Two phenotypic consequences result from the lack of Bapx1expression. The first is the lateral growth of the spleno-pancreatic mesenchyme is reduced. The second is the downregulation of Fgf10expression. Bapx1 is expressed in the ventral region of the SMP overlapping the Fgf10 domain, consistent with Bapx1 as a regulator of Fgf10 expression. FGF10 itself is responsible for early pancreatic growth (Bhushan et al.,2001), and in its absence the pancreas does not progress beyond the early bud stage. Fgf10 is expressed in the SMP and neighbouring mesenchyme at a source distal to the pancreatic bud. FGF10 is a known chemotactic factor in lung development(Weaver et al., 2000). We suggest that, in addition to its role in maintaining proliferation in the pancreatic endoderm, a role for FGF10 is to promote leftward pancreatic growth toward the source of high FGF10 production, thus resulting in the initial pancreatic asymmetry.
Organ morphogenesis in other vertebrates
Recent analysis in the developing zebrafish has addressed the question of gut asymmetry (Horne-Badovinac et al.,2003). The digestive organs originate from a solid rod of endodermal cells and the first leftward bend arises from a morphogenetic process known as gut looping. The tissue layer that appears responsible for the initial mechanism in gut looping is the LPM. The relationship of the LPM in zebrafish and the SMP in mouse is not clear. The SMP is derived from the mesoderm of the lateral plate and both the LPM described in fish and SMP described here, are similar epithelial layers composed of columnar cells. However the mechanism of LR organogenesis in which these embryonic tissues participate is different. In the zebrafish, the lateral plate mesoderm (LPM)flanks the gut tube on the left and right sides, and by coordinated tissue migration drives the initial asymmetry of the gut tube by a pushing mechanism(Horne-Badovinac et al.,2003). In the mouse embryo, the mechanism relies on the gut mesoderm, in which leftward expansion of the mesenchyme and lateral morphogenesis of the pancreas appears to follow growth of the SMP.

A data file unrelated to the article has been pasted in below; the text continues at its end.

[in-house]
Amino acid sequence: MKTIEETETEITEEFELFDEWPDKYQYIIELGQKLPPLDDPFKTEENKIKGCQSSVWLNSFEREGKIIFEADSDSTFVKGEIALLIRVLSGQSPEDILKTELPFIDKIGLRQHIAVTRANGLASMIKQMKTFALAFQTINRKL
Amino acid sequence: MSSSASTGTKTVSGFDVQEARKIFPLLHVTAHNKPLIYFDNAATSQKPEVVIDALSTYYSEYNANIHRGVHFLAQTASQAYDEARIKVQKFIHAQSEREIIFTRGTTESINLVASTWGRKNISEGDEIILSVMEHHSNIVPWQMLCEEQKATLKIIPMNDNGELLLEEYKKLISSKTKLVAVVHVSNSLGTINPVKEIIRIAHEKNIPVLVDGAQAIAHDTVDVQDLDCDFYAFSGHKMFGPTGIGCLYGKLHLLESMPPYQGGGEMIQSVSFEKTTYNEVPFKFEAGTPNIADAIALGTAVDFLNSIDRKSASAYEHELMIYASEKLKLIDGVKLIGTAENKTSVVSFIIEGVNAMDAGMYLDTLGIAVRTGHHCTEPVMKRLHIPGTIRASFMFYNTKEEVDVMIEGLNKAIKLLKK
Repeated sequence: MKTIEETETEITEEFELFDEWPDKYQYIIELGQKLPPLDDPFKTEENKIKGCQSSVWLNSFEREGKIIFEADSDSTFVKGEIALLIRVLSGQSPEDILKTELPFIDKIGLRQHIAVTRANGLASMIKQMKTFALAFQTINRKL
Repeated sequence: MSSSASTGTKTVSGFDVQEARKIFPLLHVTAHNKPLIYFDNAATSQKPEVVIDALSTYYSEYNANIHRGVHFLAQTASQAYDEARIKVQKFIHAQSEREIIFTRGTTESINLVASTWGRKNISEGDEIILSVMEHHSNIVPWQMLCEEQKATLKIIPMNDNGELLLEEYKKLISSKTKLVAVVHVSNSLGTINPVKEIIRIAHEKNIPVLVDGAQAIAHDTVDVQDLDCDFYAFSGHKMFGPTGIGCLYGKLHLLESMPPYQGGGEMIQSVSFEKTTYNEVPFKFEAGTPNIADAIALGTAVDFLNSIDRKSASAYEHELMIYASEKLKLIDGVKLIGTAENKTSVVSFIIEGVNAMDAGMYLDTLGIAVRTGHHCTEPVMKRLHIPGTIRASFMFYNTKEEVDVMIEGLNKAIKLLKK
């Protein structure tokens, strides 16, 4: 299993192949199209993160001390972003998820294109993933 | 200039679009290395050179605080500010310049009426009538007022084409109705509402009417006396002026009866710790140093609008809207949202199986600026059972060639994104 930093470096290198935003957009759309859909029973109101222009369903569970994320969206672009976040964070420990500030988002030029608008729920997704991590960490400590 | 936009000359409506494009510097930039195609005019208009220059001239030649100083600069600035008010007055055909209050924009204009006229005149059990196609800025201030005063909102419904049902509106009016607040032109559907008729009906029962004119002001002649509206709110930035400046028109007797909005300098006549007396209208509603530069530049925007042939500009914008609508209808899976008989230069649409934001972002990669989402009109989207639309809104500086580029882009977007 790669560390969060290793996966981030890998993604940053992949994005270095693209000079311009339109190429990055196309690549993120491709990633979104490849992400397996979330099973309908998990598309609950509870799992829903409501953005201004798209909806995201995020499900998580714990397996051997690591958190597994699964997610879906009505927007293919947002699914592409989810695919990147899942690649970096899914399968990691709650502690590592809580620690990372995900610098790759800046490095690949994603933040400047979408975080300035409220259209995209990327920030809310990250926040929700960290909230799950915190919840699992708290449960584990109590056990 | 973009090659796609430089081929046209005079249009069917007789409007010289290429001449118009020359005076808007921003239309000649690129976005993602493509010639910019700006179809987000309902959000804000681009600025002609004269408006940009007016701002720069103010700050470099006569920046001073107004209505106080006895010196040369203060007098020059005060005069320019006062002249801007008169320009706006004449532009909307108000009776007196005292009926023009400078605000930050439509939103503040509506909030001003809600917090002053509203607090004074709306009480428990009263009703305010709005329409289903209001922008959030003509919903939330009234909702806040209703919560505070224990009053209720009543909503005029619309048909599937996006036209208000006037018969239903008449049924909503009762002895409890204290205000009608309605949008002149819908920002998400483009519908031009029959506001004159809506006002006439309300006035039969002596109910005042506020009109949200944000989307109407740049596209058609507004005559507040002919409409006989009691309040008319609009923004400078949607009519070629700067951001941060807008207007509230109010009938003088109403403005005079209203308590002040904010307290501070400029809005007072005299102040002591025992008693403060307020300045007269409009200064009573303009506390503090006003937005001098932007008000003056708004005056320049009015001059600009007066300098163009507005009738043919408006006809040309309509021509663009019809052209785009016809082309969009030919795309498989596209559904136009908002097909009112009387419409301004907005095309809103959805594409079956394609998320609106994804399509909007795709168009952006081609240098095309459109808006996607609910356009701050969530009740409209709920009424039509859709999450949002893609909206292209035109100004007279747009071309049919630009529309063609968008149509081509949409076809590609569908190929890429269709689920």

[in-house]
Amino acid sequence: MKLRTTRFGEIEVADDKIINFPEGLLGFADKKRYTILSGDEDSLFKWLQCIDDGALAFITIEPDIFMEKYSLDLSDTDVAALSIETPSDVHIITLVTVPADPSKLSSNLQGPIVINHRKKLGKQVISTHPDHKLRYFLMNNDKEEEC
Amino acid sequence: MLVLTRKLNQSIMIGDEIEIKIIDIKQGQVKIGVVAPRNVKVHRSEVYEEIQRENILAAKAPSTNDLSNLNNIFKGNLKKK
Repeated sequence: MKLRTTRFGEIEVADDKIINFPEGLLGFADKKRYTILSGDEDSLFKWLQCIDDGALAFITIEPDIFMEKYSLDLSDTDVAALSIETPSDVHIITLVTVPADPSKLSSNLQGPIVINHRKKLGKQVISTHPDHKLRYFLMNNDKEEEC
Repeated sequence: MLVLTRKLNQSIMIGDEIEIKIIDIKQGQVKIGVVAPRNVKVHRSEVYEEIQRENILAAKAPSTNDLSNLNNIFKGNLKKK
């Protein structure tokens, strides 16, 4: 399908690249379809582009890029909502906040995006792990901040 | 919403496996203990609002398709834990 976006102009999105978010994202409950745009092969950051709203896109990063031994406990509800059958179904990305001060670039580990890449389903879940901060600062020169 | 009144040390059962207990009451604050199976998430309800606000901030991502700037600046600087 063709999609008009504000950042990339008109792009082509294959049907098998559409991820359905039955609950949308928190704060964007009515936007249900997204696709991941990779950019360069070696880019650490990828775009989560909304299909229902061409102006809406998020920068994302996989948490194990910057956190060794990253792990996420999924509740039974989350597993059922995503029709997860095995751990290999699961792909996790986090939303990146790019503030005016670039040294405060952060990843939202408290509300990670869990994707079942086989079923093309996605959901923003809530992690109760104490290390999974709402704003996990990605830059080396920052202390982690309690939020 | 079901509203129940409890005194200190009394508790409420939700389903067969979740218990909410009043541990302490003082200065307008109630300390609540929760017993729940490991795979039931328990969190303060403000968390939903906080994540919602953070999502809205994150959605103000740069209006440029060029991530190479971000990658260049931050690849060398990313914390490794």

Is it possible that organ morphogenesis shows appreciable species differences? Many of the genes that specify organ identity and cellular differentiation are highly conserved. However species have different requirements in the gut depending on food source and diet, and in vertebrates separated by such an evolutionary distance as mammals and fish some differences may be expected to occur. An important example is that the zebrafish has no stomach (Smith,1982). In addition, some endodermal components of the gut are generated differently. It is clear, for example, that fish and mammals generate the pancreatic rudiment in a different manner. In fish, the pancreas does not bud from the endodermal gut tube, but instead is derived from endoderm that is peripheral to the intestine(Wallace and Pack, 2003). The mechanisms for organ morphogenesis must therefore respond to these different requirements and may underlie species differences.
We thank James Sharpe for his help in all aspects of the Optical Projection Tomography and Judith Goodship for crucial reading of the manuscript. We would particularly like to thank Severio Bellusci for supplying the Fgf10mutant embryos.